And there we differ. A part, or even whole-funded government backed guarantee is the same as a bailout, in my mind at least, since it provides moral hazard that shouldn't be there.

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And there we differ. A part, or even whole-funded government backed guarantee is the same as a bailout, in my mind at least, since it provides moral hazard that shouldn't be there.

Take it away then.

That way there would be no compunction to save money in any UK accounts. The decision to go and pick a stable country/currency/bank would be a lot easier. It is there to ensure funds at UK banks as much as it is protection for the depositor, in fact to any half-honest bank it is already a freebie supplied incentive provided with the taxpayer as a backstop.

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Take it away then.

That way there would be no compunction to save money in any UK accounts. The decision to go and pick a stable country/currency/bank would be a lot easier. It is there to ensure funds at UK banks as much as it is protection for the depositor, in fact to any half-honest bank it is already a freebie supplied incentive provided with the taxpayer as a backstop.

No, there would be an incentive to do some research. Which people would do anyway if they had a clue. Just because you seem to think you would be better off taking currency risk doesn't mean it's automatically true.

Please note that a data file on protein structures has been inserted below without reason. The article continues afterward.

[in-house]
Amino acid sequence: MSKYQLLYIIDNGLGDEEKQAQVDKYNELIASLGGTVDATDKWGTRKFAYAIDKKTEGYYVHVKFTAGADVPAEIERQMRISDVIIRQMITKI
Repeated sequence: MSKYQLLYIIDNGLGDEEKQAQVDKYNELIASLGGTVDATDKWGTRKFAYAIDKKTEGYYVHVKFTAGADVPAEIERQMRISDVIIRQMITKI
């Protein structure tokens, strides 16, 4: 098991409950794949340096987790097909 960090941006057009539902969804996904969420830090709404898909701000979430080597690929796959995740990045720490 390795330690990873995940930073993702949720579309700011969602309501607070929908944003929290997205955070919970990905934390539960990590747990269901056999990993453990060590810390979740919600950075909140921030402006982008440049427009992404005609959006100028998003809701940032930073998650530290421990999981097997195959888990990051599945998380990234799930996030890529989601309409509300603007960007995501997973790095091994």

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No, there would be an incentive to do some research. Which people would do anyway if they had a clue. Just because you seem to think you would be better off taking currency risk doesn't mean it's automatically true.

But UK banks have always been see as an utterly safe plac to kee your money. How many people were even aware of the £35K protection before all this blew up? It was as inconceivable to most that a bank could end up in trouble as it was that houses wouldnt simply go up in value for ever and ever!

But the banks have built their reputations up over generations, it has only gone to shit very very recently. So people have never been taught the risks of banking because in essence, there has never been one.

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And there we differ. A part, or even whole-funded government backed guarantee is the same as a bailout, in my mind at least, since it provides moral hazard that shouldn't be there.

I crashed my car once and got bailed out by my car insurer and health insurer, even though I was yet to pay my first premia.

Edited by kilroy
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better to have closed the organisation and handed me my money from another source...which is what they have done...except a large EXTRA amount is going now into the wasteful and therefore draining failed organisation.

As one of the savers, you are part of the failed organisation that was bailed out

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As one of the savers, you are part of the failed organisation that was bailed out

actually, I wasnt.

and savers consider themselves customers. How many times have we heard from losers "Ive been with x bank for the last 40 years and look how they treat me"

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I think a guarantee is different to a cash bailout somewhat.

and personally, in the case of B+B, bearing in mind the length of time involved, savers should have rotted. they had ample time to shift out.